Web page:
What Is Health for?

Hi everyone,

I’m Calvin. This post is supposed to be an introduction of sorts, so I’ll start with some stuff about me. I’m tall, I’m half-indian, I’m awful at dancing, I’m a recovering premed, I’m a southerner at heart, and I’m currently siting at my kitchen table eating carrots. Basically, I’m a lot of stuff. The most important thing about me, though, is that I’m trying to follow Jesus, even if I’m pretty bad at it.

But for a more serious introduction, I’m the 4th of 5 kids in a family of all homeschooled children. I graduated from Princeton in 2015 with a degree in Classics, and I now live in inner city Chicago, working at a low-income health center (the same one Daniel used to work at.) I’m also trying to go to medical school.

I love the places where faith and medicine interact. As I’ve spent 4 years preparing for med school, I’ve seen more and more ways that medicine is broken. As I’ve grown in my faith though, I’ve seen so many ways in which Christ is the perfect answer to that brokenness. There are other times when I get frustrated because I don’t see how the problems can be fixed. But then I remember that Jesus is returning and that we’ll eventually have a neverending party with the king of all glory. That makes me feel a lot better. There are a couple other topics you may hear me write about: poverty, education, mental health, and sexual assault are all things I care deeply about.

One of the main reasons I’m writing for this blog is that I love to ask why. I want to know why we do things a certain way, why we say what we say, and especially, why we want what we want.

In fact, while I’m sitting here at my kitchen table, writing this blog post and eating my baby carrots, I have a sinus infection. I find that pretty annoying. My ears have a constant crackling noise like someone is unwrapping a twinkie right next to them, my head feels like someone is blowing up a balloon inside it, and my teeth feel like someone is beating them from behind with one of those carrots. As I’m sure you understand, I want to get better. I want to be healthy!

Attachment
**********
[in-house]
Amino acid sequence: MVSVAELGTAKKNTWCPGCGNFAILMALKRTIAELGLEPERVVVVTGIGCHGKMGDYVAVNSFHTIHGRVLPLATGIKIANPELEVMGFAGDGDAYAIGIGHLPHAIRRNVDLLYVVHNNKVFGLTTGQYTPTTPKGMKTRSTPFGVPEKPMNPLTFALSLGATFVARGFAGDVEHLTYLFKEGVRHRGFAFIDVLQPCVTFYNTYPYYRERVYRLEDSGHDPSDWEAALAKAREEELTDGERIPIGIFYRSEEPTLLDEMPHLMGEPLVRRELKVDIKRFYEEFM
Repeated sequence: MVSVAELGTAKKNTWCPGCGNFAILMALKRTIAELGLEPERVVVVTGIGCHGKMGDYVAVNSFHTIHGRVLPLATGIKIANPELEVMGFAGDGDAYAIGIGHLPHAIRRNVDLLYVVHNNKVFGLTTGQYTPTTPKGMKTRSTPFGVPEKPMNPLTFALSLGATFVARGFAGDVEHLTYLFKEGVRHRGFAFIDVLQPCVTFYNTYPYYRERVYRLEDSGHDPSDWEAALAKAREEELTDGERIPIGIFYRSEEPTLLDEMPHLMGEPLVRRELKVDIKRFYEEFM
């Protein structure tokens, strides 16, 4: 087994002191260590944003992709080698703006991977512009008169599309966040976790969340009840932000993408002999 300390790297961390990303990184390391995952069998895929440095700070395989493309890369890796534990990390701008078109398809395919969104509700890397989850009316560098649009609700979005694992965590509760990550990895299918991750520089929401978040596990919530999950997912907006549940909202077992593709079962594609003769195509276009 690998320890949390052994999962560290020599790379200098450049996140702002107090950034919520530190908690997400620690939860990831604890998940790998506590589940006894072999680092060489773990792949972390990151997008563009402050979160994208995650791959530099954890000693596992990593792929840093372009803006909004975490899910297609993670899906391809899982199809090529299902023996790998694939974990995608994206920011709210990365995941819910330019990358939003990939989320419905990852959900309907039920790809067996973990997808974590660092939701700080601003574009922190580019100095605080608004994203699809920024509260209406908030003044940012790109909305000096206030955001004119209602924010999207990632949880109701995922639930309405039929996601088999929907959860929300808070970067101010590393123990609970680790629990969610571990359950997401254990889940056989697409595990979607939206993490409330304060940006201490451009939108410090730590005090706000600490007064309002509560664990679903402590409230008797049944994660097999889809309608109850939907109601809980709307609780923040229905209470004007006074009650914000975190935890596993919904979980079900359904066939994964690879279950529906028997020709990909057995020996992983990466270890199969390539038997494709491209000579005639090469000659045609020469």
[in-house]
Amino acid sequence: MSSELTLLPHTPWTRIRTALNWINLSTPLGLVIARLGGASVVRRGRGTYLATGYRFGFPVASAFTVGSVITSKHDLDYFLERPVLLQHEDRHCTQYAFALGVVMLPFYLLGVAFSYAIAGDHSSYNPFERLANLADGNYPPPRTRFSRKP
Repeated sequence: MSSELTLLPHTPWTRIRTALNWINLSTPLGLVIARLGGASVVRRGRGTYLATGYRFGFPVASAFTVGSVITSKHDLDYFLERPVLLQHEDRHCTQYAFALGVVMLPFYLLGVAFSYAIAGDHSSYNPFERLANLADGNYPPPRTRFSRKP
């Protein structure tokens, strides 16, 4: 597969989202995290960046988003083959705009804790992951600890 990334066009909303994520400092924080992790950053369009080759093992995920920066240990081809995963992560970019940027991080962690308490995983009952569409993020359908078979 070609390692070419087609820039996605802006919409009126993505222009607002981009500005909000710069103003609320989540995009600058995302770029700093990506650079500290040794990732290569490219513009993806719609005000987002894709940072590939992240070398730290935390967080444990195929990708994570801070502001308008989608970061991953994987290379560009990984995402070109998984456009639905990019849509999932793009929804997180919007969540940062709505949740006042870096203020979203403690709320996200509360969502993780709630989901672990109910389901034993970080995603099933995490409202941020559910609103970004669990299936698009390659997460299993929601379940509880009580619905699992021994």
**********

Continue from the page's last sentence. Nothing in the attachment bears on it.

But, because I can’t stop myself from asking questions, a little voice in the back of my head says to me “Why do you want to be healthy? What is health even for?” Shoot. That one made me think. But I have what I think is a pretty good answer: I want to be healthy because then I don’t have to experience this pain and discomfort which kind of sucks.

Then God puts a passage of scripture in my mind to remind me of my own selfishness.

“Not only that, but we rejoice in our sufferings, knowing that suffering produces endurance, and endurance produces character, and character produces hope.” Romans 5:3-4

God tells me to rejoice in my suffering, not to lie here moaning about my pain and wishing it would end. God may use my suffering to build my character. Maybe he’ll use my illness to bring me in contact with a doctor who could be opened to Christ by my love for faith and medicine. Who knows? But here I am, shortsightedly wishing that my teeth didn’t hurt.

All the more, while God may use my suffering for good, I’m not sitting here thinking of how I could use my health for him. I’m not sitting here saying “God make me better so that I can serve you better.” I’m allowing health to become and end, rather than God himself. That my friends, is called the idolatry of health. It’s so easy to fall into, as my overly-pressurized sinus passages will attest to.

In any case, I hope this post made you think a little bit, laugh a little bit, or better yet ask God how he can use your health or lack of health.

Advertisements

One thought on “What Is Health for?”

  1. Thanks for that, Calvin! I have recently experienced lots of struggles (minor and slightly more serious) with health as I’ve moved to Korea and been bombarded with packed training and teaching schedules, and have often resented that my own body doesn’t seem to be cooperating with my desire to serve the Lord through teaching at my full potential (or as I imagined it). However, this lack of health has been helping me to learn a few things that I wouldn’t have otherwise: how to empathize with others who are ill, how to maximize student talking time so that I am not forever straining my voice lecturing them, and how to gratefully accept care from my host family and co-teachers at school rather than always having to put up a strong front. God certainly works in unexpected ways. Thank you for bringing the positive side of my lack of health to light through your post. 🙂

join the conversation

Fill in your details below or click an icon to log in:

WordPress.com Logo

You are commenting using your WordPress.com account. Log Out / Change )

Twitter picture

You are commenting using your Twitter account. Log Out / Change )

Facebook photo

You are commenting using your Facebook account. Log Out / Change )

Google+ photo

You are commenting using your Google+ account. Log Out / Change )

Connecting to %s